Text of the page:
Fig. 30. The collodion and varnish layers of this negative are lifting in a manner similar in appearance to a deteriorated cellulose acetate negative (RG 77-KN-153).

Fig. 31. Localized fading is usually accompanied by staining in plates that exhibit severe glass deterioration, as illustrated in this collodion stereo pair (RG 11-B-5653). At the time of its creation the two-image plate was cut in half and mounted to a secondary glass support to facilitate production printing.

Fig. 32. Another collodion negative with surface deposits associated with a deteriorated primary glass support exhibits spotty fading and staining around the edges. Fadind and staining are also seen along a meandering cracking pattern of the binder and varnish layers of this deteriorated plate (RG 77-KW-16).

These observations led the National Archives Research and Testing Laboratory to carry out tests to confirm that the surface deposits on the 19th-century glass were, in fact, caused in large part by the deterioration of the glass supports. The secondary glass supports to which stereo negatives were attached date from the period during which the negatives were made.5 These secondary supports were used as test specimens (figs. 24–25); other test specimens included portions of dispensable collodion negatives in various conditions. The samples were analyzed in an attempt to determine the role of glass deterioration in the degradation of 19th-century negatives.

Surface deposits from the secondry-support glass plates were rinsed with distilled water into sample cups for analysis by x-ray fluorescence. A blank was similarly prepared but by rinsing newly made window glass into the sample cups. With titanium being used as the target, the presence of silicon in the surface deposit was confirmed. No silicon was detected in the blank. There is no obvious source of silicon other than the glass itself, therefore it appears that the glass is chemically unstable and plays a role in the deterioration of the negative.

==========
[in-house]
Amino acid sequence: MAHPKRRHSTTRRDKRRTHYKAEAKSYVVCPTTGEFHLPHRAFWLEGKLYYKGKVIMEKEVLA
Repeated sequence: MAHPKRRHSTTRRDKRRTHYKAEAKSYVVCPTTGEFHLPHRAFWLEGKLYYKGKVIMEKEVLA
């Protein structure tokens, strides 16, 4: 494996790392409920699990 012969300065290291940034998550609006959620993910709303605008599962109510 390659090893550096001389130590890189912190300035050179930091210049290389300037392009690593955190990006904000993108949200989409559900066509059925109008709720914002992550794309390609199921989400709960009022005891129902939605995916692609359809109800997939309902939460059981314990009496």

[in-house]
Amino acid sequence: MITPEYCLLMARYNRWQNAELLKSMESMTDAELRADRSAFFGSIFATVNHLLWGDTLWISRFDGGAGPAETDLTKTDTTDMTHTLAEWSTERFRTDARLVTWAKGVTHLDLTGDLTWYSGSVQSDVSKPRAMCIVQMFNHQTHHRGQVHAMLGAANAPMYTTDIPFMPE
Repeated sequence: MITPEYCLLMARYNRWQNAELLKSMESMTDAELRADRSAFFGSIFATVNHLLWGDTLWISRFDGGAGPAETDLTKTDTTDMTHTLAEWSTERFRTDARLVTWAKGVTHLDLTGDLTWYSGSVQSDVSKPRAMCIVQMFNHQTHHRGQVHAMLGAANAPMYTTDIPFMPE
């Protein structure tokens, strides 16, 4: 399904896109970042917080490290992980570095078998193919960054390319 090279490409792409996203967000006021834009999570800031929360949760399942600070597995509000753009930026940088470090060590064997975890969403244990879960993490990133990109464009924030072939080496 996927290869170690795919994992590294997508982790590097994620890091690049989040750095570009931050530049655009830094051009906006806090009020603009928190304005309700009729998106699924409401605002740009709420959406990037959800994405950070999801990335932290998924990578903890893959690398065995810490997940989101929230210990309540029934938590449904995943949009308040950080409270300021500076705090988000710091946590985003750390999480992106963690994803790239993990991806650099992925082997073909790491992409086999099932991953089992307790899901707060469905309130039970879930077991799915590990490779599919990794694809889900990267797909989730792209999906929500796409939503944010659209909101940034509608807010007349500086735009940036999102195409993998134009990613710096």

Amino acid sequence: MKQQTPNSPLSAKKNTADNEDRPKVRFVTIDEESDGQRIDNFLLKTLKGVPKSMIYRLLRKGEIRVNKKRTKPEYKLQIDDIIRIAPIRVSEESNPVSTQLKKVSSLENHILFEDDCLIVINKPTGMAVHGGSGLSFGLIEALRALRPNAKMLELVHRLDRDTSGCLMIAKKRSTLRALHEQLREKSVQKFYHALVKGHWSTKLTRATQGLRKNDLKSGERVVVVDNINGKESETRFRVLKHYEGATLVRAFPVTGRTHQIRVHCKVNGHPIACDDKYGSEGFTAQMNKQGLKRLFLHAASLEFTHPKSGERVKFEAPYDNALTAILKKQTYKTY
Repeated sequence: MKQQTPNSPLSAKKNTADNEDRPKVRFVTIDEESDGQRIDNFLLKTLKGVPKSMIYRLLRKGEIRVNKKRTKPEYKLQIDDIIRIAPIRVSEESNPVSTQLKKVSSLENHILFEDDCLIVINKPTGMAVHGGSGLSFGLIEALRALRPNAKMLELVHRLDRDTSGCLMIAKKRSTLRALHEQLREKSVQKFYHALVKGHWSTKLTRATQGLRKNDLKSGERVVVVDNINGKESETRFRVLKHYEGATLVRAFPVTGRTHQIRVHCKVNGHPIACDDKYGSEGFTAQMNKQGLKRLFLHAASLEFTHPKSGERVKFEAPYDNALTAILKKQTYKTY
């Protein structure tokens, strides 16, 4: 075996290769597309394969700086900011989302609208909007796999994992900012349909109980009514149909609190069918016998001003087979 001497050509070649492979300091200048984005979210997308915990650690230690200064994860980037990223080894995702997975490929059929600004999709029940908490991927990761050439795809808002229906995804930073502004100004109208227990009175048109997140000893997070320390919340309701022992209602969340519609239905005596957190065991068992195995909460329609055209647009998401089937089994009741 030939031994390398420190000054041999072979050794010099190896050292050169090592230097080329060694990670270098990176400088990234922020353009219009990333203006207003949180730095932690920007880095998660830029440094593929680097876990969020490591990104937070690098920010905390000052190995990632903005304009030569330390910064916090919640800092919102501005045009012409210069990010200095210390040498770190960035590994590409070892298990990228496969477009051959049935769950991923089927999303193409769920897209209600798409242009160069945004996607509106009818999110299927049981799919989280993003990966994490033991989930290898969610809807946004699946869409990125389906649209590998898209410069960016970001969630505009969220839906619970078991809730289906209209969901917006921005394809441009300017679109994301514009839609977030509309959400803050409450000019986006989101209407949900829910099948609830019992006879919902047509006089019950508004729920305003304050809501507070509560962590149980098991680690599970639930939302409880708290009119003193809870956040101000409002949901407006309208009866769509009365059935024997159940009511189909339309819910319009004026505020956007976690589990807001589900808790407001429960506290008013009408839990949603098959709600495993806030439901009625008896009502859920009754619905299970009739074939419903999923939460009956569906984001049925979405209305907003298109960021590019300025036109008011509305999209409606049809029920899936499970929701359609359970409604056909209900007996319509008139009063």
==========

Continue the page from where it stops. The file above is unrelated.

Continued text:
An attempt was made to quantify the silicon present in the surface deposits of a deteriorated secondary support (one sample) and in the varnish and binder layers of 19th-century plates in both good condition (one sample) and poor condition (two samples) and in a blank consisting of any surface deposits of a piece of newly made window glass. The samples were prepared for analysis by rinsing the surfaces of the secondary support, the negative shards, and the blank with acetone and distilled water onto polyester film and allowing them to evaporate. The sample were then dissolved in a 70% solution of nitric acid and analysed using a Perkin-Elmer Model 2100 atomic absorption spectrometer (with a 2% standard deviation and a detection limit for silicon of 0.08 ppm). No silicon was detected in the blank, but silicon was detected in all other samples, in quantities ranging from 0.01 ppm to 1.42 ppm. However, no correlation could be made regarding the quantity of silicon as it relates to deterioration. The lack of correlation appears to be due to the small sample size involved (non uniform surface area of less then 2 � 2 cm), which made weighting the samples difficult. This prelimlnary investigation suggests that a more thorough study should be undertaken, with a more easily measurable and larger statistical sampling, to understand better the role of glass deterioration as it relates to collodion negative preservation.